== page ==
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Publication numberUS20060152913 A1
Publication typeApplication
Application numberUS 10/524,667
PCT numberPCT/US2003/025461
Publication dateJul 13, 2006
Filing dateAug 14, 2003
Priority dateAug 14, 2002
Also published asEP1561237A2, WO2004017372A2, WO2004017372A3
Publication number10524667, 524667, PCT/2003/25461, PCT/US/2003/025461, PCT/US/2003/25461, PCT/US/3/025461, PCT/US/3/25461, PCT/US2003/025461, PCT/US2003/25461, PCT/US2003025461, PCT/US200325461, PCT/US3/025461, PCT/US3/25461, PCT/US3025461, PCT/US325461, US 2006/0152913 A1, US 2006/152913 A1, US 20060152913 A1, US 20060152913A1, US 2006152913 A1, US 2006152913A1, US-A1-20060152913, US-A1-2006152913, US2006/0152913A1, US2006/152913A1, US20060152913 A1, US20060152913A1, US2006152913 A1, US2006152913A1
InventorsManuel Richey, Kenneth Reim
Original AssigneeManuel Richey, Reim Kenneth T
Export CitationBiBTeX, EndNote, RefMan
External Links: USPTO, USPTO Assignment, Espacenet
Method and apparatus for reducing electromagnetic emissions from electronic circuits
US 20060152913 A1
Abstract
An electronic circuit (10) comprising at least one electrical component (12) and at least one grounding point (16) is provided that includes a first layer of non-conductive coating (18) and a second layer of conductive coating (20). The non-conductive coating (18) is applied over the electrical component (12) in such a manner that the grounding point (16) remains uncoated. The conductive coating (20) is applied over the non-conductive coating (18) and the grounding point (16) so as to ground the conductive coating (20). The conductive coating (20) thus shields the electrical component (12) to thereby reduce electromagnetic emissions from the electronic circuit (10). Various exemplary embodiments of the coated electronic circuit and associated method are provided.
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Claims(11)
1. A method of reducing electromagnetic emissions from an electronic circuit, said electronic circuit comprising at least one electrical component and at least one grounding point, said method comprising:
applying a non-conductive coating over said electrical component; and
applying a conductive coating over said non-conductive coating and in contact with said grounding point so as to ground said conductive coating and thereby reduce electromagnetic emissions from said electronic circuit.
2. The method of claim 1, wherein a hole is formed in said non-conductive coating above said grounding point so as to enable contact between said conductive coating and said grounding point.
3. The method of claim 1, wherein said grounding point is located proximate an edge of said electronic circuit, and wherein said non-conductive coating does not coat said edge of said electronic circuit so as to enable contact between said conductive coating and said grounding point.
4. The method of claim 1, wherein said non-conductive coating conforms to said electrical component, and wherein said conductive coating conforms to said non-conductive coating and said grounding point.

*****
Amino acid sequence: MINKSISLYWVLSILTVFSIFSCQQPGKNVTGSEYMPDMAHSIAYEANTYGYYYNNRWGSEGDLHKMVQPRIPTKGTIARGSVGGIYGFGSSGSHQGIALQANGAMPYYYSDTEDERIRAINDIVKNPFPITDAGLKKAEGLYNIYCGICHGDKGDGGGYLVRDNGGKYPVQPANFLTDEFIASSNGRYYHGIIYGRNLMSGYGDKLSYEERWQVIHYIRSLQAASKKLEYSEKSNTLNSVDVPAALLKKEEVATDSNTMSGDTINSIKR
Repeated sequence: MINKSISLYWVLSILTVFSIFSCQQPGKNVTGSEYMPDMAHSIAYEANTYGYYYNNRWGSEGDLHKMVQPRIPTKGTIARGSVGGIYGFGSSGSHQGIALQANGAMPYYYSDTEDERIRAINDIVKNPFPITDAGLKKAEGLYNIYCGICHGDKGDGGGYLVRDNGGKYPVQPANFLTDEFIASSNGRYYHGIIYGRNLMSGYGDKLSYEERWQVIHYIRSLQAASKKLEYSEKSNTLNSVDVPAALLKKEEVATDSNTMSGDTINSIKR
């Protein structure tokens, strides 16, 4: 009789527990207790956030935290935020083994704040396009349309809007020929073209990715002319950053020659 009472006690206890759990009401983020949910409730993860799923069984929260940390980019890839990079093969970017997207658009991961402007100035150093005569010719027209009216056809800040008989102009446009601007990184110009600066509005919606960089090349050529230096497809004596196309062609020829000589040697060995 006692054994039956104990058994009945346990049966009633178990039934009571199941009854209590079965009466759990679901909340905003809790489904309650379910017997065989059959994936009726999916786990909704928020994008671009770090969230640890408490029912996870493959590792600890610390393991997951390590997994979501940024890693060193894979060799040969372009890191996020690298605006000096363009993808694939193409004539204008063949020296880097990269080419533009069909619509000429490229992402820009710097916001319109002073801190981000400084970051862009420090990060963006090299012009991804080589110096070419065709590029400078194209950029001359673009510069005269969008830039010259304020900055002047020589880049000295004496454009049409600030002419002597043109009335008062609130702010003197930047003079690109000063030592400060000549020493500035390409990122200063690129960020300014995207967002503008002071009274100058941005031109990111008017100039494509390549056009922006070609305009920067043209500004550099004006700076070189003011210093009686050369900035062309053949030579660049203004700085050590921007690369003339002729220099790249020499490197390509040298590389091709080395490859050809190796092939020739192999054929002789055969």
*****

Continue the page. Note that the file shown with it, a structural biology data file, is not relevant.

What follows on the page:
5. An electronic circuit comprising at least one electrical component and at least one grounding point, wherein a non-conductive coating is applied over said electrical component, and wherein a conductive coating is applied over said non-conductive coating and in contact with said grounding point so as to ground said conductive coating.
6. The electronic circuit of claim 5, wherein a hole is formed in said non-conductive coating above said grounding point so as to enable contact between said conductive coating and said grounding point.
7. The electronic circuit of claim 5, wherein said grounding point is located proximate an edge of said electronic circuit, and wherein said non-conductive coating does not coat said edge of said electronic circuit so as to enable contact between said conductive coating and said grounding point.
8. The electronic circuit of claim 5, wherein said non-conductive coating conforms to said electrical component, and wherein said conductive coating conforms to said non-conductive coating and said grounding point.
9. The electronic circuit of claim 5, wherein said non-conductive coating comprises a conformal coating material selected from the following group: insulating tape, rubber, silicone, room-temperature vulcanizing silicone rubber, plastic, insulating varnish, and combinations thereof.
10. The electronic circuit of claim 5, wherein said conductive coating comprises a conformal coating material selected from the following group: conductive tape, conductive paint, silver paint, and combinations thereof.
11. The electronic circuit of claim 5, wherein said non-conductive coating is applied over a plurality of electrical components of said electronic circuit.
Description
    FIELD OF THE INVENTION
  • [0001]
    The present invention relates generally to electronic circuits, and more particularly to shielding electromagnetic emissions generated by electronic circuits.
  • DESCRIPTION OF RELATED ART
  • [0002]
    Electronic circuits often generate electromagnetic fields that can interfere with the operation of other electronic circuits. In particular, high-speed electronic circuits (such as microprocessors or digital signal processors) tend to generate high levels of electromagnetic emissions. Sensitive electronic circuits located in close proximity to the high-speed electronic circuits can detect the electromagnetic emissions generated thereby. The result is electromagnetic interference (EMI) that can interfere with the operation of the proximate electronic circuits, or even cause the proximate electronic circuits to malfunction. Radio receivers, which are intentionally designed to be sensitive to electromagnetic signals, are especially susceptible to EMI.